The Struggle Is Real

How often do most of us neglect the beauty of difficult times and the incredible feeling when the obstacles are overcome? I work with a client, “Chris”, who came to me because he was at a point that seemed, to him, to be the point of no return. The list of complications, aches and pains, past surgeries, his previous failed attempts, and other things that just went on and on. Regardless of what state he was in, I reassured him that even the greatest odds can be overcame with determination and the right plan. I helped out with the special olympics powerlifting meet before and saw people with much worse situations do incredible things!


The first part of the process for Chris was getting the motivation to say enough is enough! He wanted to live without pain, to wake up and feel good, to be able to get on the ground with his grandchild smoothly and without hurting. Taking that motivation and acting on it was critical, because motivation is powerful but it has a tendency to rise and fall. He took the motivation and worked it into his life routine, with checks and balances. For some people, like Chris, that means setting a schedule with me, a personal trainer, to help hold him accountable, and to make the necessary investment in himself. I helped him understand that although he is on the right journey, it would be filled with hard work and it wouldn’t be a walk in the park.

The Beginning.

Now that Chris got the ball rolling by meeting with me and gathering as much information as possible it was time to get to work. Chris had to start from ground zero, learning which muscles made which movement happen with his body. Going up steps caused knee ache (due to being overweight and his previous surgeries that created improper movement) making him focus on the pain alone, and slowly his mind turned off from how to step up in the correct way (which would actually resolve the pain). Chris had accepted that steps were going to always hurt and he would need knee replacements for that to go away. Muscles are an important part to the skeletal structure! There is this myth that joint pain is only corrected by joint replacements or something needing done surgically… I strongly recommend seeing someone who is able to assess your posture and movements before assuming you need a joint replacement (this does not mean you should not consult a doctor, just don’t write off your pain as something that can’t be corrected with some hard work and determination). It didn’t take long for Chris to start feeling relief in his knees when taking stairs or long days on his feet, and seeing progress is an added dose of motivation! He started coming 3 times a week because feeling pain free was now a possibility.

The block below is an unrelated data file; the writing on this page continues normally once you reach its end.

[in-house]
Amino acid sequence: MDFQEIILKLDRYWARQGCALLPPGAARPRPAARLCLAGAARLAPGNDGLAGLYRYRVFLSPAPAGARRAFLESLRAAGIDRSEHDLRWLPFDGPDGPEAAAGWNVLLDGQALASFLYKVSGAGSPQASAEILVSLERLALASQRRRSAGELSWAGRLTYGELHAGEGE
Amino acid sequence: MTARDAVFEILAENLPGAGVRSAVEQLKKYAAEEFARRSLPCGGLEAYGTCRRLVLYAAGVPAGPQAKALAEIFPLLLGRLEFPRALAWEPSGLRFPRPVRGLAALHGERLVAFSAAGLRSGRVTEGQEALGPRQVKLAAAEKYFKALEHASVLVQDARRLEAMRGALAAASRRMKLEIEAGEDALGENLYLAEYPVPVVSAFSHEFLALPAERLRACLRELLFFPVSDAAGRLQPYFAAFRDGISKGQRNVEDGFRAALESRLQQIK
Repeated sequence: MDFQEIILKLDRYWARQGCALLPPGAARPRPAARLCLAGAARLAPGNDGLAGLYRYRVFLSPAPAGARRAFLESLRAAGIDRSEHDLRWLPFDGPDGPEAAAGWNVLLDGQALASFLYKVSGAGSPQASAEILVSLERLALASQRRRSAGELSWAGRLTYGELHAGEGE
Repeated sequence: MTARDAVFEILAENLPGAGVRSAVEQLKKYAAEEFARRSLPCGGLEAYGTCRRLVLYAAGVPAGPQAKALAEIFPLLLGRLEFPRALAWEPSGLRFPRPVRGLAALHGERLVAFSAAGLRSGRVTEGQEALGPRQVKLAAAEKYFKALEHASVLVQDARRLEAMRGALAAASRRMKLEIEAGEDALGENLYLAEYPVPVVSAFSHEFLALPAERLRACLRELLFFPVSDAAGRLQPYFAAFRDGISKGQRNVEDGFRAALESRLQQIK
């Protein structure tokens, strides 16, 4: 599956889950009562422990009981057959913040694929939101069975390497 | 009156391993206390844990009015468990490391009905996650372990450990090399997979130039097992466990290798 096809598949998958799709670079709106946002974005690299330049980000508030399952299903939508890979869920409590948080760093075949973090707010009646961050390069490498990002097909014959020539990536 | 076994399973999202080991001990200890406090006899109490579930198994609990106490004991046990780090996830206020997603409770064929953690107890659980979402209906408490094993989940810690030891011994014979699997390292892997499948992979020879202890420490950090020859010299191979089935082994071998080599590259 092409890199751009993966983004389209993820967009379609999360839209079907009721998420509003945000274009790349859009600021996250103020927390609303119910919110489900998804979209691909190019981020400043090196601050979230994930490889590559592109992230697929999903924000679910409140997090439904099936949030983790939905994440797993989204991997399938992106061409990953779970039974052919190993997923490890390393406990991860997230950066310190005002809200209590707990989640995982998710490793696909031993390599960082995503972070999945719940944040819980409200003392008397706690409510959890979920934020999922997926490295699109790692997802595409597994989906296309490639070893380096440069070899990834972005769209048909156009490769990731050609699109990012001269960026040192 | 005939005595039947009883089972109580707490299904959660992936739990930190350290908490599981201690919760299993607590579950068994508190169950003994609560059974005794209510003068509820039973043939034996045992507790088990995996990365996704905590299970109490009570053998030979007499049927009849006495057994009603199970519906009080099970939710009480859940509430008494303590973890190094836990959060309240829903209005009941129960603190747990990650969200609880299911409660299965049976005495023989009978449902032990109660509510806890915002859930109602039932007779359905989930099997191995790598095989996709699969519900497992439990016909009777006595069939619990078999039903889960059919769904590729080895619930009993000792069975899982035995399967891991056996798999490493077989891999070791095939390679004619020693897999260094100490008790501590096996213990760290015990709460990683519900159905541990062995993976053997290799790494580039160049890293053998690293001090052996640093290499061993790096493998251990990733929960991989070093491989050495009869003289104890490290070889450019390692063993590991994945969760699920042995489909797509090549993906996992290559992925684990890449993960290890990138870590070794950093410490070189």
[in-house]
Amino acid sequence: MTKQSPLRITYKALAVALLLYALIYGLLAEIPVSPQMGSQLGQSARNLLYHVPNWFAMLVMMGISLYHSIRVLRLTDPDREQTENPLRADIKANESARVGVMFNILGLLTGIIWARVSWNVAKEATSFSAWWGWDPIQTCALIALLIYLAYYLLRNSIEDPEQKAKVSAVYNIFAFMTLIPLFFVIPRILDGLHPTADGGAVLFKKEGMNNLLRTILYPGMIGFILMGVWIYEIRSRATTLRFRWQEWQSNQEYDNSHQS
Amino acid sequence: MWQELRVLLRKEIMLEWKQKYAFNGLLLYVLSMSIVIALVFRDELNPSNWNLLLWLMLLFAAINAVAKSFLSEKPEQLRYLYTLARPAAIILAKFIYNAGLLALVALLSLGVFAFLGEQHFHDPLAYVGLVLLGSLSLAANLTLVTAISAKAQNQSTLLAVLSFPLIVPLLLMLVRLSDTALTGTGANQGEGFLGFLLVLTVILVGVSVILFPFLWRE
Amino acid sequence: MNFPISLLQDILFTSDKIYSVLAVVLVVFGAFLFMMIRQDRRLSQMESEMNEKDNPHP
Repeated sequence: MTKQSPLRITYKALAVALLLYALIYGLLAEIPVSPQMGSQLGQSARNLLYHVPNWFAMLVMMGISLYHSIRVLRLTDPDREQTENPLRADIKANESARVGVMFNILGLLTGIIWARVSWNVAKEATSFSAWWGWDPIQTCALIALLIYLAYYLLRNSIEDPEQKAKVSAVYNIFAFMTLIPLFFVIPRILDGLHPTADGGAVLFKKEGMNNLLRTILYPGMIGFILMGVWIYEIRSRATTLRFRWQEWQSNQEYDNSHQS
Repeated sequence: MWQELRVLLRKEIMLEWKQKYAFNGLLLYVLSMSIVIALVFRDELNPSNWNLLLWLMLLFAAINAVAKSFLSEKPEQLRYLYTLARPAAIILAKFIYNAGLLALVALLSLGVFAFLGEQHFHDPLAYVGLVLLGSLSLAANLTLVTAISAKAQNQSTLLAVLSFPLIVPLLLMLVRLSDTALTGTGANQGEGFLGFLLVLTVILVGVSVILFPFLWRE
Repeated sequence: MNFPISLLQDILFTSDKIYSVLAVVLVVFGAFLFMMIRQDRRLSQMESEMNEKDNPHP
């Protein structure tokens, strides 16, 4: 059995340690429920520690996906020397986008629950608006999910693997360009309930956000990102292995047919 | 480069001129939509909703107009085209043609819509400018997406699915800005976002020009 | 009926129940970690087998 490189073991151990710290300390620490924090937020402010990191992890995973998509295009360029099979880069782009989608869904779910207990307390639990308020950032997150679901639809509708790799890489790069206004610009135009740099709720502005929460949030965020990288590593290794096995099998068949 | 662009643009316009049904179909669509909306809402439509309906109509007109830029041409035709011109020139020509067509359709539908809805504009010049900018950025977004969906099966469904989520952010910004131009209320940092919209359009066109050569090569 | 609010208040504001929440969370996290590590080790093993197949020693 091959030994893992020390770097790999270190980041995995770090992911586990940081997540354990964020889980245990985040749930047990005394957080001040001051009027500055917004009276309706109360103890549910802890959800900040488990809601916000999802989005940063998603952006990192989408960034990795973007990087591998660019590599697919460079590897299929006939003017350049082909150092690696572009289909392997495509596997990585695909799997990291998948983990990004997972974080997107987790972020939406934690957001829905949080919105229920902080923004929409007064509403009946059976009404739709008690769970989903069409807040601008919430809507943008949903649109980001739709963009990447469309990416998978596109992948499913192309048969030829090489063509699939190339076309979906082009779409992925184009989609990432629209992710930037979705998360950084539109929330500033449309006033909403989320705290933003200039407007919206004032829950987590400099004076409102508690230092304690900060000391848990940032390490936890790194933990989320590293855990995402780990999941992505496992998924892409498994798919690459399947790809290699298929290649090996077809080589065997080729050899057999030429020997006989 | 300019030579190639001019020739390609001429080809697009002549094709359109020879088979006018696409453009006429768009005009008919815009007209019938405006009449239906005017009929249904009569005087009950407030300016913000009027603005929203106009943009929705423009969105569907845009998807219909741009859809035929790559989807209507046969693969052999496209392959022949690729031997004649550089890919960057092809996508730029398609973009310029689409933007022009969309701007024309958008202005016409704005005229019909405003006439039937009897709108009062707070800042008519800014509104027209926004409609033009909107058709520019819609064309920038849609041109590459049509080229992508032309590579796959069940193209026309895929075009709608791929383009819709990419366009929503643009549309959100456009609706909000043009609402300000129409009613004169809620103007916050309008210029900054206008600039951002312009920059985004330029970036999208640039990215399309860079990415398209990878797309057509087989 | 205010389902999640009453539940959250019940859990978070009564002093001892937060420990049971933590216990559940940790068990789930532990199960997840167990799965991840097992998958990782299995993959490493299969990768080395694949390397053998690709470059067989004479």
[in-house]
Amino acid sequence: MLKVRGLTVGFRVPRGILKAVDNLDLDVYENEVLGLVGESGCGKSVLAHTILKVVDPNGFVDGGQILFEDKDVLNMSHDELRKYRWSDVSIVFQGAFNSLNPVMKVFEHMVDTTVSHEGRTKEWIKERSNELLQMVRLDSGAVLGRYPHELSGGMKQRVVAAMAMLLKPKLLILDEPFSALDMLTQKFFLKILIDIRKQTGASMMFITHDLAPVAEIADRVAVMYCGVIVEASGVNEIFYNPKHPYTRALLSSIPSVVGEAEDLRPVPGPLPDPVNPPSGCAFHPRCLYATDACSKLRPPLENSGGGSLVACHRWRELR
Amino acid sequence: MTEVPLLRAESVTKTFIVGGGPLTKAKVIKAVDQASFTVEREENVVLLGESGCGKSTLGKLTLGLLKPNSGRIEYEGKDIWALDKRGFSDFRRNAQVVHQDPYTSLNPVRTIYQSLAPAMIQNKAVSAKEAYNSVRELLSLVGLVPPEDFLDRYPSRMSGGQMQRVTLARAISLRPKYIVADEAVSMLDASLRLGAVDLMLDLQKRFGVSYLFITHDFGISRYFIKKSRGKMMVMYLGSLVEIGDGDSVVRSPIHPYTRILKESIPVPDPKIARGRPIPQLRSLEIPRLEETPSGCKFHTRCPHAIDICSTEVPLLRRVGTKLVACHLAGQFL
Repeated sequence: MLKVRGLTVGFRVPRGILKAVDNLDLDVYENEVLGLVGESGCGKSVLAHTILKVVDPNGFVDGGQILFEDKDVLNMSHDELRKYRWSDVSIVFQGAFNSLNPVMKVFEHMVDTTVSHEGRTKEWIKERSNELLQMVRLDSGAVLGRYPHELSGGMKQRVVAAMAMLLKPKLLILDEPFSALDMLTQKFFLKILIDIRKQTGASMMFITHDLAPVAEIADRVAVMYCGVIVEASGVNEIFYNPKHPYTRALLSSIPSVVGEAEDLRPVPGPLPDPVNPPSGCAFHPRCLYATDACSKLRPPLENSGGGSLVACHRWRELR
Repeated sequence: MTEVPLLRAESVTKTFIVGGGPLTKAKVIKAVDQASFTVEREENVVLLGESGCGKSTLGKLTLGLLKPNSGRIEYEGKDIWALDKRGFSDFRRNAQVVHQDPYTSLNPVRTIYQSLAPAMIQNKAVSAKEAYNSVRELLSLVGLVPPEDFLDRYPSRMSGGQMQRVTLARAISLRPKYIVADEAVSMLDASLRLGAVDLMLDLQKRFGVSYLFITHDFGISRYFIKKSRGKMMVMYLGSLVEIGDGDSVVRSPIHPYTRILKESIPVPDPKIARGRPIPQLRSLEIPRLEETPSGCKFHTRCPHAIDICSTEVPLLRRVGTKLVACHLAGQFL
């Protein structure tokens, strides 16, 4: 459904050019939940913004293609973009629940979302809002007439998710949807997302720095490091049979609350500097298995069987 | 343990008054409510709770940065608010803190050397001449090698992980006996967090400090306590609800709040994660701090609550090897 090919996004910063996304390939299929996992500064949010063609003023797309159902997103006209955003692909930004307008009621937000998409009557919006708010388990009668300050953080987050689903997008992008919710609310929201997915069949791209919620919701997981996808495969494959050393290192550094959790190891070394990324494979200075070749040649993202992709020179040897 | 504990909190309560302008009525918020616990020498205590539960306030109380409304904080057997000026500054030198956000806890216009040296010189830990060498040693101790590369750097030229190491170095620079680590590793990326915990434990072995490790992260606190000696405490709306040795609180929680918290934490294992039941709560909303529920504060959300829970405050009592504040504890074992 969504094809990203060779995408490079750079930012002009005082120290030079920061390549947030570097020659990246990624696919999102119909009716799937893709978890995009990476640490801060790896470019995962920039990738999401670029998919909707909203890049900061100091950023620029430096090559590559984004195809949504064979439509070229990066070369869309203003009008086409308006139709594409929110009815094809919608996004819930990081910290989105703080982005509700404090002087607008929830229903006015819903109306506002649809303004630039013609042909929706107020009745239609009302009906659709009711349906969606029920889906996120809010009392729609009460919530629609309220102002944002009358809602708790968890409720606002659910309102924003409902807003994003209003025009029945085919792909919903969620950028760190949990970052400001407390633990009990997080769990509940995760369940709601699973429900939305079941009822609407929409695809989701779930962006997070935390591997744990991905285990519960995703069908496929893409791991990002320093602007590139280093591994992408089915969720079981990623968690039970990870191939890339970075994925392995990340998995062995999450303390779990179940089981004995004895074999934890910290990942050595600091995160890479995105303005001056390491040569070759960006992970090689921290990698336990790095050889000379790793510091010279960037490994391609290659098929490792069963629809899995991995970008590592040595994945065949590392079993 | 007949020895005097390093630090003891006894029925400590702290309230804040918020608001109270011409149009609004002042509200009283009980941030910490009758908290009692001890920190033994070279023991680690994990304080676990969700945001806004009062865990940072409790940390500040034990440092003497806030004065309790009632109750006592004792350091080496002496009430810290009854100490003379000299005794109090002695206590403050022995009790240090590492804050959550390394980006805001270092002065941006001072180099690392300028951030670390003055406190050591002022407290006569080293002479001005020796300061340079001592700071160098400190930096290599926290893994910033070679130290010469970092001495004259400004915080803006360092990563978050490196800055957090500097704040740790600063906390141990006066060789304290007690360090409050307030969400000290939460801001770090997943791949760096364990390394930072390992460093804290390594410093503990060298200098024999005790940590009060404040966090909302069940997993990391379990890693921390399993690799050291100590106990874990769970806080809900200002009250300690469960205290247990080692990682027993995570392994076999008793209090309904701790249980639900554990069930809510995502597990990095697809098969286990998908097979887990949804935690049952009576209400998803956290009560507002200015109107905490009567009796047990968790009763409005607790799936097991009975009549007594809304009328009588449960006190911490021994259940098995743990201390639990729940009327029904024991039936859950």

The Struggle.

As I mentioned, I told Chris that it would not be all rainbows and butterflies, especially with someone who has been through set backs such as his. Re-learning how to use your body can be extremely frustrating, not to mention make you feel completely insecure and embarrassed. Needing to hold onto the wall for support while being told how to properly control his body into a lunge repeatedly to what felt like no avail was crushing his spirit. He got upset with himself and his “inability” because he expected so much more from himself and couldn’t believe the point he was at. This is the part where your mind wants to fight you, the struggle. As humans we avoid hardships and discomfort because it’s natural for us, so something that difficult shouldn’t be done, it isn’t logical. He started convincing himself that he wasn’t any good and was shooting himself down for trying because he felt so low. This made his movements even worse because instead of focusing on what was important, he focused on how hard it was. By focusing on the negative you invite that negativity to take ahold of your thoughts and you convince yourself of all the wrong things. The struggle was very real that invaded Chris for a few weeks (and still can at times) until he was able to realize that the work was going to be worth it. The struggle is always mental along with physical. I truly feel that the mental battle is the hardest for most people, which is why I did my best to help Chris see the light at the end of the tunnel. A month ago lunging was completely impossible, the strength wasn’t there and the pain was too much, now although it was hard, he was lunging! What is there not to be grateful for? Some days doing the right thing takes the most effort, another reason that the struggle is real.


Chris continues training with me and the improvement he has seen in his upper and lower body strength and his fine tuned movements is remarkable! He spent enough work and energy into his physical (and mental) health to the point that it is now a habit. The scheduled days missed on keeping himself healthy are now what frustrate him! Running, burpees, jumping, deadlifting, squatting, overhead pressing, and it goes on. He has conquered so much, and his life is completely changed. The man that I met on day 1 is just a faint memory, the new Chris is filled with happiness, confidence, and strength!

Ryan Sensenig